Centre for Sustainable Energy Technologies that located in Ningbo, China, was designed by Mario Cucinella Architects. The main function Cucinella’s newly opened building is to provide a specialist research laboratory for staff and postgraduate students within the new Centre for Sustainable Energy Technologies. The tower incorporates a research studio / teaching room and resource room, as well as offices, meeting rooms and a permanent display space. The exhibition space will provide a platform for communicating the latest developments in sustainable energy and construction technologies, both regionally in China and internationally.
The new building will provide laboratory, office and seminar accommodation and has been designed to serve as an exemplary building, demonstrating state-of-the-art techniques for environmentally responsible, sustainable construction and energy efficient internal environmental control. It has been designed to minimise its environmental impact by promoting energy efficiency, generating its own energy from renewable sources, and using locally available materials with low embodied energy wherever possible. The residual heating, cooling and ventilation load is estimated to be so low that demands for both these and electrical power required for computing and lighting will be met from renewable energy sources, including a ground source heat pump, solar absorption cooling and photovoltaic panels.
The spaces within the building have been configured to support a number and ventilation strategies, as a demonstration of alternatives to conventional systems. It has also been designed to respond to the diurnal and seasonal variation in the climate of Ningbo, to minimize heating requirement in winter and cooling in summer, promoting natural ventilation in spring and autumn when environmental conditions allow. The building is therefore well insulated, incorporates high thermal capacitance internal floors and walls, and a ventilated glazed south façade. During the summer, when it is both hot and humid, it is necessary to de-humidify and cool the supply air, and the electrical power for this is provided by the photovoltaic system.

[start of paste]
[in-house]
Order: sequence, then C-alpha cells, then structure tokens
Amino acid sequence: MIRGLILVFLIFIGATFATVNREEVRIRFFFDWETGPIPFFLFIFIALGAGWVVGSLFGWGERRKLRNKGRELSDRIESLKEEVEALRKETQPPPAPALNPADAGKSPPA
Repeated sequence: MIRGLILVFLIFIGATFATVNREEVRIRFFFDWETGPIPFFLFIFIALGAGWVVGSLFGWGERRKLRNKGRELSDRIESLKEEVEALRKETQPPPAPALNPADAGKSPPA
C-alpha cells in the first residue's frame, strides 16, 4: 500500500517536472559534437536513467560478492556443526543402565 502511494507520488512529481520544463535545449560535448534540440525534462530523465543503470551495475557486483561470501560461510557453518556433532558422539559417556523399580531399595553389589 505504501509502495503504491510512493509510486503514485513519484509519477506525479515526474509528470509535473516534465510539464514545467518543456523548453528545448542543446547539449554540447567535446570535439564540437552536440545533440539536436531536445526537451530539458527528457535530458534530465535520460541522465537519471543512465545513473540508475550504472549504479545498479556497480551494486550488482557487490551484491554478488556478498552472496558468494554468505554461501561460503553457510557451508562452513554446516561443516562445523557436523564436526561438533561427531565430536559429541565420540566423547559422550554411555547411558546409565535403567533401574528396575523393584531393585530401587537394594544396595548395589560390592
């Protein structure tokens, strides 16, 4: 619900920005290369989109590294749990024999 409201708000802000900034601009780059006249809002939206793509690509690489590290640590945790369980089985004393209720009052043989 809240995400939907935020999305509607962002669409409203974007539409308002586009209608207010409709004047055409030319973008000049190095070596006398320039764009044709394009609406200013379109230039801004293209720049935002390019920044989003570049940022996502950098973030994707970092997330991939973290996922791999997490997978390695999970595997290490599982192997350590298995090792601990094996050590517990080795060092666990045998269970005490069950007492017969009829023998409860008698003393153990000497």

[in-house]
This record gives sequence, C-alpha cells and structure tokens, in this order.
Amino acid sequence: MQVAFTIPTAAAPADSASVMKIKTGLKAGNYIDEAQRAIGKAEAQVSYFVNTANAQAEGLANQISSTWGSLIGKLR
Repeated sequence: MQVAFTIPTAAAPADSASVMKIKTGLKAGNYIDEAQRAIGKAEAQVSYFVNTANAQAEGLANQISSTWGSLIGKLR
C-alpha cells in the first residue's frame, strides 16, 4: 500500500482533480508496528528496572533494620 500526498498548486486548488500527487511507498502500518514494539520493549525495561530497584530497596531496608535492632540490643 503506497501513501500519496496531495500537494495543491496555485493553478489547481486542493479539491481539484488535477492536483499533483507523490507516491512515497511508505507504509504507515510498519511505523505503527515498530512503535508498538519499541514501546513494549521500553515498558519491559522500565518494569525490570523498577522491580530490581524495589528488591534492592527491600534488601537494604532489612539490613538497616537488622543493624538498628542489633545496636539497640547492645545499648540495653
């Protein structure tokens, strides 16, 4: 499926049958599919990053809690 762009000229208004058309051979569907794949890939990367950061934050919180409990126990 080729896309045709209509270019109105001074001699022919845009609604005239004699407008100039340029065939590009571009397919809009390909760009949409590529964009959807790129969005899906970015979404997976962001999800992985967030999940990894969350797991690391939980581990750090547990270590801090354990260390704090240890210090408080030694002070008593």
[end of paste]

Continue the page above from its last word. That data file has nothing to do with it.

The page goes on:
The building has been designed to exploit day lighting as far as possible, while avoiding glare and solar heat gain. This reduces the amount of time for which artificial lighting is required. The photovoltaic system will be used to provide artificial lighting and small power for office equipment such as computers, fax machines, etc. During the peak period of sunshine enough power shall be produced from the PV system to run other equipment such as the lift and the mechanical ventilation and chilled water systems. In the event of extra power not being utilised, it shall be stored in batteries or transferred to the nearby sport centre.